US politics is much more polarized than it used to be. Culturally we have ever less common ground. The creative class flocks to a handful of happy cities, abandoning the rest. And increasing economic inequality means the spread between rich and poor is growing too. I'd like to propose a hypothesis: that all these trends are instances of the same phenomenon. And moreover, that the cause is not some force that's pulling us apart, but rather the erosion of forces that had been pushing us together.

    ...

    If we think 20th century cohesion disappeared because of few policy tweaks, we'll be deluded into thinking we can get it back (minus the bad parts, somehow) with a few countertweaks. And then we'll waste our time trying to eliminate fragmentation, when we'd be better off thinking about how to mitigate its consequences.



mk:

This is one of his best essays. However, PG is making an assumption here that is incorrect:

    The form of fragmentation people worry most about lately is economic inequality, and if you want to eliminate that you're up against a truly formidable headwind—one that has been in operation since the stone age: technology. Technology is a lever. It magnifies work. And the lever not only grows increasingly long, but the rate at which it grows is itself increasing.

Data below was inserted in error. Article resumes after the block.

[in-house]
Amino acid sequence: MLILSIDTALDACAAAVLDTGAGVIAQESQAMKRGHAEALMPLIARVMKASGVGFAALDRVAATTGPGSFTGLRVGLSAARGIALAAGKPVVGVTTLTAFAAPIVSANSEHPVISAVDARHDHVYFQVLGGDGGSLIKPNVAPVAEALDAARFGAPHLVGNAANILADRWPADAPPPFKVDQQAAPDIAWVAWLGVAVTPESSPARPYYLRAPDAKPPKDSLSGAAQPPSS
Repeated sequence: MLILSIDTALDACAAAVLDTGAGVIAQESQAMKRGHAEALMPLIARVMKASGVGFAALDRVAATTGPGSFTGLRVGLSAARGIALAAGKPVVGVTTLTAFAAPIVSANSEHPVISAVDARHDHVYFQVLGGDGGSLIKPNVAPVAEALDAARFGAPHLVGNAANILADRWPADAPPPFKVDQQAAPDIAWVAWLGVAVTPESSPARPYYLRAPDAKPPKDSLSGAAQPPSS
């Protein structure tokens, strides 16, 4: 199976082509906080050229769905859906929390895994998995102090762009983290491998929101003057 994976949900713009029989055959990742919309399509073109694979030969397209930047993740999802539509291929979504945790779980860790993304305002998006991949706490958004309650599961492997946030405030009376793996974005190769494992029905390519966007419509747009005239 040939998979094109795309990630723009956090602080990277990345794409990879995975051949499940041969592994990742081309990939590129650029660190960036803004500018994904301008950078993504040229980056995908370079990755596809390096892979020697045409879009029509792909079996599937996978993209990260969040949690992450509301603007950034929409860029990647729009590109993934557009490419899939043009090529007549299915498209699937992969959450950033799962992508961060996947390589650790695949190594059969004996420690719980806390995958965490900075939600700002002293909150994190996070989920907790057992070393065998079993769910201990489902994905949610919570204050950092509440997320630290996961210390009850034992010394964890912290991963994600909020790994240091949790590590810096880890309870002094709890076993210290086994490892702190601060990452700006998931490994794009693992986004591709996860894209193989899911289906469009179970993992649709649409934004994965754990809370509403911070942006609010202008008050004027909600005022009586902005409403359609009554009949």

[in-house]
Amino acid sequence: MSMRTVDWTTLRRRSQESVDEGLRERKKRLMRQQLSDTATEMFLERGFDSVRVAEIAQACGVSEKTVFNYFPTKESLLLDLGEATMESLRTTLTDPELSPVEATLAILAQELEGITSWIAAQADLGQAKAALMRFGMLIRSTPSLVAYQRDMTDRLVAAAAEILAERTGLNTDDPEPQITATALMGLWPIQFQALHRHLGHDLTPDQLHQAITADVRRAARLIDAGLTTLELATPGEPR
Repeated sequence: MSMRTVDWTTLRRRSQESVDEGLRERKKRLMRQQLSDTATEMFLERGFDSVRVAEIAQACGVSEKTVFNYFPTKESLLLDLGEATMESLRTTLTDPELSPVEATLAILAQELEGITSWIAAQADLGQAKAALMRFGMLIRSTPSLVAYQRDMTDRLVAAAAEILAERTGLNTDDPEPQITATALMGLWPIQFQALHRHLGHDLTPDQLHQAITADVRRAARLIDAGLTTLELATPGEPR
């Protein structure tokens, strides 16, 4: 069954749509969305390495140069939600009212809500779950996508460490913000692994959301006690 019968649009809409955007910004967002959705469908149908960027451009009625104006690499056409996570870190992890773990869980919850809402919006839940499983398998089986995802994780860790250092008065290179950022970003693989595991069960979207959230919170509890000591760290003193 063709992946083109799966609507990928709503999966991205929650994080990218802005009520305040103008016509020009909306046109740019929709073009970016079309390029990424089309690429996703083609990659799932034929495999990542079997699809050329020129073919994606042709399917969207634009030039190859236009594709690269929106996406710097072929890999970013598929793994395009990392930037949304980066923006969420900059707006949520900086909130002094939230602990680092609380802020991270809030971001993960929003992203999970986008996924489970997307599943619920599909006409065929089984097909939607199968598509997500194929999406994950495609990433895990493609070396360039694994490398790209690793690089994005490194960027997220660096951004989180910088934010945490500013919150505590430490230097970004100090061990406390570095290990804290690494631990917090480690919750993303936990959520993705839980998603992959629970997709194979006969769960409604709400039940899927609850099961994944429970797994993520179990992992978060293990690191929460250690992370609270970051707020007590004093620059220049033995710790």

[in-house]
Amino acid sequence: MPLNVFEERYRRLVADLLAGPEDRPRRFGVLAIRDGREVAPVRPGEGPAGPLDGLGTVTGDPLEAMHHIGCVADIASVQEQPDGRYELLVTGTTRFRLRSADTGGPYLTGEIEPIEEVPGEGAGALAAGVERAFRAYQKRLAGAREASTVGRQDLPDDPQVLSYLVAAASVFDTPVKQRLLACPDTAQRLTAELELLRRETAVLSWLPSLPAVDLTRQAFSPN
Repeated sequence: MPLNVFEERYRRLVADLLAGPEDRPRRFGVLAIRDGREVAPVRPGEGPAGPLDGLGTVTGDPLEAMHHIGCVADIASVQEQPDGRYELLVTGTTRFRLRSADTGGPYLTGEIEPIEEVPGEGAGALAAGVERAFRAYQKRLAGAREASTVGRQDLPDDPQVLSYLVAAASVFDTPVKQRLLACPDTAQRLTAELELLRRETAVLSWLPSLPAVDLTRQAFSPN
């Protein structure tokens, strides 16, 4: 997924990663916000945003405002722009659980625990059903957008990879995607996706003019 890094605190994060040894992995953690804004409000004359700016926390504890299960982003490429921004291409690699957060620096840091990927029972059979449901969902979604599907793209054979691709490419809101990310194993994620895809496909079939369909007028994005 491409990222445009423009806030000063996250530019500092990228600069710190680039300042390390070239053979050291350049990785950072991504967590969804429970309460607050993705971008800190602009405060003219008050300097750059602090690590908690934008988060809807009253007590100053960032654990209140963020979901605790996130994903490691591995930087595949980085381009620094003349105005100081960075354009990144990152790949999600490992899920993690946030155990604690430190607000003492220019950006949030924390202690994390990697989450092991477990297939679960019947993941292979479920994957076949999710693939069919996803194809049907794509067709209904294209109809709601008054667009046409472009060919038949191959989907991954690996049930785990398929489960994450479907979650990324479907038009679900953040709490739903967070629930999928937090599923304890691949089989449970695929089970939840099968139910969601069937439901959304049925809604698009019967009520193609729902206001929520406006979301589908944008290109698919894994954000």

Which in turn means the variation in the amount of wealth people can create has not only been increasing, but accelerating.

The assumption that he is making is that wealth is something that has to do with work. If anything, to date, wealth has little to do with work, and more to do with organization. For example, technology did not enable Mark Zuckerberg to do enormous amounts of work. It enabled him to organize communication and to create an efficient organization to execute it. Same with Uber. Same with Ford. Those performing work get little wealth, whereas those performing organization get a lot.

Decentralization of organization is going to upend this ecosystem. In time, the ability to drive a stranger across town for money will be a matter of leveraging a decentralized network. It will be a public resource, not administered by government, but simple there, like air. Furthermore, money is a poor proxy for value, and it does not have a reputation component. Reputation is going to become part of wealth.


posted by b_b: 972 days ago